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Edit Review: Boris Blue

The Vertex Deformers allow 3D objects to warp on a vertex level. This enables easier control for creating effects, which had previously been complex and time consuming to implement.

We have been waiting a long time for Blue. I think I first heard about it before NAB 2005, and I was excited to see how the advancement of the Boris Red engine would blossom into a realtime effects tool. Red 3GL was an important step in harnessing the power of OpenGL to preview effects in realtime, but as with any tool, the more realtime options in the program, the more graphically creative we can be. Blue breaks new ground in its own Red world with this update, but does it head the front of the pack when compared to other compositing/effects programs? Let’s find out.

Realtime power

Blue is billed as a realtime 3D compositing and motion graphics solution, and that is a fitting description. Red does much of the same; however, you will spend a lot of time rendering complex animations in Red, whereas most of Blue’s playback happens in realtime.

Blue’s most important feature is 3D. Where other compositing programs only mock 3D or extruded fonts, Blue goes the distance and actually allows you to import a 3D object, then spin, animate, and swirl 3D colored lights around it.

Vertex Deformers also allow you to do 3D warping of 3D objects — a very powerful feature. When it comes to extruding fonts, Blue packs a punch with realtime extrusion options and deformers. Drop an effect on your title to spin and warp it, and watch it play back right away via OpenGL. You can also create entirely new custom bevels by using the spline tools or by importing an EPS-format graphic. Any element in Blue can be altered via pixel shaders, and you can generate bump maps, natural materials, noise effects, reflections, refractions, 3D lighting, 3D shading, and warping. The program ships with a lot of presets, so you can drag, drop, then alter.

Blue also does particle generation. Any graphic or 3D object can be a particle, and you can attract/repel and animate in realtime. Rendering particles can be a major bummer, so it’s cool to see it happen so fast and effortlessly in Blue. A new bitmap-to-vector trace option also makes it easy to take a graphic and make it into a 3D object with just a few clicks.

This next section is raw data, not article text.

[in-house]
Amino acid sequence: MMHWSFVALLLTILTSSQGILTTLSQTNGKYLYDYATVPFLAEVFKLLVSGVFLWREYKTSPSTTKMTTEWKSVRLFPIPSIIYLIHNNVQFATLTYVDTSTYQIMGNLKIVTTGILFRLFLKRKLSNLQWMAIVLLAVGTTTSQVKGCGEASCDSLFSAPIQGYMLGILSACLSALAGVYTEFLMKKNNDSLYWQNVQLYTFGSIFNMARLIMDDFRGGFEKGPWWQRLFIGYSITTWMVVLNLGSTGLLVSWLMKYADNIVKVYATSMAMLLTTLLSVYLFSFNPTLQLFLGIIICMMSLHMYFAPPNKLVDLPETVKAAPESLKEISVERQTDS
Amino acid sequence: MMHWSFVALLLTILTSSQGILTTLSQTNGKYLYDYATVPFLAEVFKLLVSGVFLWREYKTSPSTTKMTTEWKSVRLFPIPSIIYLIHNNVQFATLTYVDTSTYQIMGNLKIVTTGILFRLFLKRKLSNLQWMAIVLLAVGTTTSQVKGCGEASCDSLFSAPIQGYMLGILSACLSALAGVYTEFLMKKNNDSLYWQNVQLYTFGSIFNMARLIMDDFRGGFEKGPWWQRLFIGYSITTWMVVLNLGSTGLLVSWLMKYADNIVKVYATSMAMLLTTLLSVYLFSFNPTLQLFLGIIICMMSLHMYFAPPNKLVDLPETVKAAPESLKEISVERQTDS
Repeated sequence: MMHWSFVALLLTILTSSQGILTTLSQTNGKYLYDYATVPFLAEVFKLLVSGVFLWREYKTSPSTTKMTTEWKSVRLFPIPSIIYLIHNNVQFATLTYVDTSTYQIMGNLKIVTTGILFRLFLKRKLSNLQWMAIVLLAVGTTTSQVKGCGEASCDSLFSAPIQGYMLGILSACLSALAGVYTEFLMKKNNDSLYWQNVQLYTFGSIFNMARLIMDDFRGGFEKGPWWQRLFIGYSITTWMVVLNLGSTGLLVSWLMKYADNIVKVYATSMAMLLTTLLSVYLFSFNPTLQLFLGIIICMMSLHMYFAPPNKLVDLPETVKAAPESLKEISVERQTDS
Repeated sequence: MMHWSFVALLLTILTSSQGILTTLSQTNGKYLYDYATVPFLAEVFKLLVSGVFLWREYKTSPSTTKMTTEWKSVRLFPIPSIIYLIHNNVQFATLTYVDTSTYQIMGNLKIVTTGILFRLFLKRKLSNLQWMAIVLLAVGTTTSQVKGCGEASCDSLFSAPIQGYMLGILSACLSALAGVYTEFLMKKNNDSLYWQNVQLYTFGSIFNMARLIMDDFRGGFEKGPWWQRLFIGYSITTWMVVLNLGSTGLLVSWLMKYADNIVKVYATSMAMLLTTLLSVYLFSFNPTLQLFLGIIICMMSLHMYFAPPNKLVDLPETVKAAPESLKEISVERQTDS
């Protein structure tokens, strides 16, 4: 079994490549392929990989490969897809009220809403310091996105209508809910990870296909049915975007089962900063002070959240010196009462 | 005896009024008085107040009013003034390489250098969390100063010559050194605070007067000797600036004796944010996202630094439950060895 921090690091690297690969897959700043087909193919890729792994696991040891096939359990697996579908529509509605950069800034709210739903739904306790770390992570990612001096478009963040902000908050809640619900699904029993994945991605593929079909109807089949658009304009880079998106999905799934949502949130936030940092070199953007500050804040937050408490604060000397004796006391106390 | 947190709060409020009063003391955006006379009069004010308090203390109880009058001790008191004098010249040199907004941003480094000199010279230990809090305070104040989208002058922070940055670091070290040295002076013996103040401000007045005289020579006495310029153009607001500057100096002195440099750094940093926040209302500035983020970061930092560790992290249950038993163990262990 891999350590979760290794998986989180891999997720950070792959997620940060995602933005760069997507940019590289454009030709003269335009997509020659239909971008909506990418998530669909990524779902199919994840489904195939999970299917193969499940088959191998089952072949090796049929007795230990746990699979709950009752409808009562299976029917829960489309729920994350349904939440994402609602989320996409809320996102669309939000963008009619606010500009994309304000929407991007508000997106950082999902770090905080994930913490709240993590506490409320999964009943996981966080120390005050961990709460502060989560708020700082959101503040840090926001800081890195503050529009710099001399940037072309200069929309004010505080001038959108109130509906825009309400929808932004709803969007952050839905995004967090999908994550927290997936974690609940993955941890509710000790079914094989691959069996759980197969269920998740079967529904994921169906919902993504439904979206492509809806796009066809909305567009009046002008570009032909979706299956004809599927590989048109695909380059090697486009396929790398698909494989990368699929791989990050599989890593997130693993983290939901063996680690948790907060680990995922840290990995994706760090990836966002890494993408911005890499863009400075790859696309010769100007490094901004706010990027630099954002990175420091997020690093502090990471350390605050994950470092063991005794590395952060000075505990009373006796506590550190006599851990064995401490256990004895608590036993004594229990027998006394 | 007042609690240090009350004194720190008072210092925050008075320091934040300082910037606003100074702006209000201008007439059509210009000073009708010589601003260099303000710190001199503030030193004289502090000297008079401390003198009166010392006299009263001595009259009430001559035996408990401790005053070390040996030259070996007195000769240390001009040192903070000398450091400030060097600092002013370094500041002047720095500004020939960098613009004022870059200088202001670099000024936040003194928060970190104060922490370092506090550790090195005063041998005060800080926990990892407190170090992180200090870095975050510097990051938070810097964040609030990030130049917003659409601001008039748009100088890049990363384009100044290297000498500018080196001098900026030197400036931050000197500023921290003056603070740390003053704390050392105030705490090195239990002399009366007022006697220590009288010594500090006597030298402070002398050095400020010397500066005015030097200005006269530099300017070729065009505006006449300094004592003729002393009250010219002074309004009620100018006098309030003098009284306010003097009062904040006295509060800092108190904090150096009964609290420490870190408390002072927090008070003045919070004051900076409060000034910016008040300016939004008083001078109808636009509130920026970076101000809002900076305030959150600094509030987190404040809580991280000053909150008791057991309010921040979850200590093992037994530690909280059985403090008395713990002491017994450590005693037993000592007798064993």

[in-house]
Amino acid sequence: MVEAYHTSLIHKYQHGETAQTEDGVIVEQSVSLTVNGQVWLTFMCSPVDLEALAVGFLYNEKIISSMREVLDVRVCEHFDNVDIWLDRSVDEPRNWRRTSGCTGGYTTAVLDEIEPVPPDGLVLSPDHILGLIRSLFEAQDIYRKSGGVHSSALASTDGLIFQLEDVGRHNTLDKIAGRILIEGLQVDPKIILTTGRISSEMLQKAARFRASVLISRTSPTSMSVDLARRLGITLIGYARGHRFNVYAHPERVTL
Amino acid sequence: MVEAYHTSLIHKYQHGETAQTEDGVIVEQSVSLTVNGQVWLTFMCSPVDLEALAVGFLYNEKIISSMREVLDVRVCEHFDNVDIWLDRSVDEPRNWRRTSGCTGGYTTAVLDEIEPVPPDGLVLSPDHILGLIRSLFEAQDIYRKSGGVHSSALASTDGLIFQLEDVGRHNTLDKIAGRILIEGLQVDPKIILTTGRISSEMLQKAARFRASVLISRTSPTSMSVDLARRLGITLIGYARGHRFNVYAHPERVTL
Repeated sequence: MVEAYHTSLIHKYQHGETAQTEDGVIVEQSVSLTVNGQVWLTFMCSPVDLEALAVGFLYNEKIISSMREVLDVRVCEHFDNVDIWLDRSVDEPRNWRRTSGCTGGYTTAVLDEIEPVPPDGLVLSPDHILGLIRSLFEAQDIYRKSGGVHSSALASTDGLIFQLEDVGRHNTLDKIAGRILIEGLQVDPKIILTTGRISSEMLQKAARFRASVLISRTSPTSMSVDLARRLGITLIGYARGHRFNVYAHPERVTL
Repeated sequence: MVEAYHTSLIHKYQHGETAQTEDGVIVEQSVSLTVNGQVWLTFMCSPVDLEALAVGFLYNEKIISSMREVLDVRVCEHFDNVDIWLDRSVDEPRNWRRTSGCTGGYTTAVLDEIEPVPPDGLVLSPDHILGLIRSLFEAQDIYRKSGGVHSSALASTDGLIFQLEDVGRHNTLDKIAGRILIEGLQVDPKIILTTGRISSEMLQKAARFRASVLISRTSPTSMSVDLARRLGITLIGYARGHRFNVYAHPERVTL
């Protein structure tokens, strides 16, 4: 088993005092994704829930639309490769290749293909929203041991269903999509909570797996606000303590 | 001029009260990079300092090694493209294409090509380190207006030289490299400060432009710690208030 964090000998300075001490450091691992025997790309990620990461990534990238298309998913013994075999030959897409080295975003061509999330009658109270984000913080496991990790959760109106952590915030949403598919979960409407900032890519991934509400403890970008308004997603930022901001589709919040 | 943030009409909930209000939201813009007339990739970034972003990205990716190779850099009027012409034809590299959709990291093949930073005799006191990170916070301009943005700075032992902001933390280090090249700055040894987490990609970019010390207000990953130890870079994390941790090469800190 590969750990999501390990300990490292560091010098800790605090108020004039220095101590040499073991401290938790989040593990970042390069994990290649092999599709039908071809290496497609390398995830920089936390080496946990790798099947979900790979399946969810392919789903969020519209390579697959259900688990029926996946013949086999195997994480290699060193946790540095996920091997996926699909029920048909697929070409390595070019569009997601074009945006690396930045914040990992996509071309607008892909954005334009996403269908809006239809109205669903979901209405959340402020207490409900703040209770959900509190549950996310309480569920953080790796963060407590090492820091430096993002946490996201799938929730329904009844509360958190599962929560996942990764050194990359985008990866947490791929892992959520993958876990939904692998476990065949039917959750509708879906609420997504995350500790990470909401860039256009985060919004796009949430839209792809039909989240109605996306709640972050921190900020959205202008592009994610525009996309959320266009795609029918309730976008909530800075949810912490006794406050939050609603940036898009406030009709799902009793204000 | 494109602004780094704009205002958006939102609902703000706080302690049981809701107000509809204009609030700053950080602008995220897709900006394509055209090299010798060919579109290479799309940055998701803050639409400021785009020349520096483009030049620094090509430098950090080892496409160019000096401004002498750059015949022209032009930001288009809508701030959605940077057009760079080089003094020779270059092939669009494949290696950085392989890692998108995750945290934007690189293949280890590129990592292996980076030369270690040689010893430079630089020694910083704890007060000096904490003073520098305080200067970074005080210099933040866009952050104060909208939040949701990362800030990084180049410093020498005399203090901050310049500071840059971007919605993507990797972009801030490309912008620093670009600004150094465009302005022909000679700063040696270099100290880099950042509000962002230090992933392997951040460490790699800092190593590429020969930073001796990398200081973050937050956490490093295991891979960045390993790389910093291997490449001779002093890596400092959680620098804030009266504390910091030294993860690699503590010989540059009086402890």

Blue even provides better masking and motion blur control — most of which can be viewed in realtime. Motion blur does slow down the playback to less than realtime, but it’s still much faster than Red.

One thing that is handy with Blue is the ability to put groups of objects into a container on the timeline. Instead of applying effects to individual tracks, you can set up a whole group and then apply an effect all at once — and it’s just as easy to toggle it off.

Another great timeline bonus is SmartView. This view allows you to see only the parameters (keyframes) you have actually adjusted. With so many twirl-down menus for each object, this definitely saves some screen real estate.

Even with bevel, 3D warp, and particle effects applied, a text logo plays back in realtime within the main interface of Boris Blue. The program offers better realtime playback than many competitors; however, it supports only a handful of GPU cards to
make this happen.

Compositing comparison

Blue begs comparison to similarly equipped and priced alternatives out there, most notably Adobe After Effects 7 and Autodesk Combustion 4. And yes, technology has marched on from last NAB to this year’s.